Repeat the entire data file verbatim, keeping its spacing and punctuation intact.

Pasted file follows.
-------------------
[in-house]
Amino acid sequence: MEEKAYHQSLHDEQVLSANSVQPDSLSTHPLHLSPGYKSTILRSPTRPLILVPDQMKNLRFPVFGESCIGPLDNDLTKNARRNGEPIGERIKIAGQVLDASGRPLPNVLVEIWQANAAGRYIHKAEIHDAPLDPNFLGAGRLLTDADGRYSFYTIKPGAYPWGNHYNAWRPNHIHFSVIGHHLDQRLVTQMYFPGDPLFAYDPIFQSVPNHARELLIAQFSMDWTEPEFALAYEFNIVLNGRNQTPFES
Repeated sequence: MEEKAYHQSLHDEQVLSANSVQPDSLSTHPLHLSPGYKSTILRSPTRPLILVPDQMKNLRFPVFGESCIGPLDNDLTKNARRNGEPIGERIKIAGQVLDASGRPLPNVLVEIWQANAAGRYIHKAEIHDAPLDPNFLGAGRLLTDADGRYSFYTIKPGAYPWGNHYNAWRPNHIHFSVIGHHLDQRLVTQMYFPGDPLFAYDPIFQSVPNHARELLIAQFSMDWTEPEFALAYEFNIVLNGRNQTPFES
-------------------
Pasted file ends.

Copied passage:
[in-house]
Amino acid sequence: MEEKAYHQSLHDEQVLSANSVQPDSLSTHPLHLSPGYKSTILRSPTRPLILVPDQMKNLRFPVFGESCIGPLDNDLTKNARRNGEPIGERIKIAGQVLDASGRPLPNVLVEIWQANAAGRYIHKAEIHDAPLDPNFLGAGRLLTDADGRYSFYTIKPGAYPWGNHYNAWRPNHIHFSVIGHHLDQRLVTQMYFPGDPLFAYDPIFQSVPNHARELLIAQFSMDWTEPEFALAYEFNIVLNGRNQTPFES
Repeated sequence: MEEKAYHQSLHDEQVLSANSVQPDSLSTHPLHLSPGYKSTILRSPTRPLILVPDQMKNLRFPVFGESCIGPLDNDLTKNARRNGEPIGERIKIAGQVLDASGRPLPNVLVEIWQANAAGRYIHKAEIHDAPLDPNFLGAGRLLTDADGRYSFYTIKPGAYPWGNHYNAWRPNHIHFSVIGHHLDQRLVTQMYFPGDPLFAYDPIFQSVPNHARELLIAQFSMDWTEPEFALAYEFNIVLNGRNQTPFES